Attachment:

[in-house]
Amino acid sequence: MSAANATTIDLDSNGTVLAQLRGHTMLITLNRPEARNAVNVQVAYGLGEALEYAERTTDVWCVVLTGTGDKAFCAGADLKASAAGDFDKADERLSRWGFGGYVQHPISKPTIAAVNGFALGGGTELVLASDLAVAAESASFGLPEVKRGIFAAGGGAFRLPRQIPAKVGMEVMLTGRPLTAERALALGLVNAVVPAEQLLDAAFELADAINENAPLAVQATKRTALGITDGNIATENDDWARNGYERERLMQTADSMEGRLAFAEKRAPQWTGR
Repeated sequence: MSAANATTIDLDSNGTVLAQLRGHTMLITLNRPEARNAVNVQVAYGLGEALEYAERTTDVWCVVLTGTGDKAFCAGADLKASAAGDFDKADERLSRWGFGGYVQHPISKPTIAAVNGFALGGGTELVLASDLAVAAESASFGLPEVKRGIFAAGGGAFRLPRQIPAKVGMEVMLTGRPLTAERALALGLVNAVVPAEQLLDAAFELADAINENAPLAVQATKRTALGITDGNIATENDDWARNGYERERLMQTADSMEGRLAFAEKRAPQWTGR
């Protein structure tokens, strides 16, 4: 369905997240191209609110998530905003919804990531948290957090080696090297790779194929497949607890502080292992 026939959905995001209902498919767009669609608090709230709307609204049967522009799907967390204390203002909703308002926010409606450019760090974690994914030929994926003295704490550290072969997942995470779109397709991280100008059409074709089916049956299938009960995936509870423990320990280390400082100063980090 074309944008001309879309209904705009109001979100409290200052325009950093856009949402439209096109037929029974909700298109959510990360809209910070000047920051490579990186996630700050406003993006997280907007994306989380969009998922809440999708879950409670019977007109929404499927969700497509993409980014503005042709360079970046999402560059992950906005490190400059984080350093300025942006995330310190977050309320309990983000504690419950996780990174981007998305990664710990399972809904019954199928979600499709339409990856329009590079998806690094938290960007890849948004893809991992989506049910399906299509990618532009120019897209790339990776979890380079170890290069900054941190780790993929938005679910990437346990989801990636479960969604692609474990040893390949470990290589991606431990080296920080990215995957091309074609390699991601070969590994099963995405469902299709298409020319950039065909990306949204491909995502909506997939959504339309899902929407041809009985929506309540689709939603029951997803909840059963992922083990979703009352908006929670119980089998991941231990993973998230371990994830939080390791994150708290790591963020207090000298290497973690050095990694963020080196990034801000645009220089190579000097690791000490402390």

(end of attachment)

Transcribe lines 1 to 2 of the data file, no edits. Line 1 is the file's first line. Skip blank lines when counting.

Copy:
[in-house]
Amino acid sequence: MSAANATTIDLDSNGTVLAQLRGHTMLITLNRPEARNAVNVQVAYGLGEALEYAERTTDVWCVVLTGTGDKAFCAGADLKASAAGDFDKADERLSRWGFGGYVQHPISKPTIAAVNGFALGGGTELVLASDLAVAAESASFGLPEVKRGIFAAGGGAFRLPRQIPAKVGMEVMLTGRPLTAERALALGLVNAVVPAEQLLDAAFELADAINENAPLAVQATKRTALGITDGNIATENDDWARNGYERERLMQTADSMEGRLAFAEKRAPQWTGR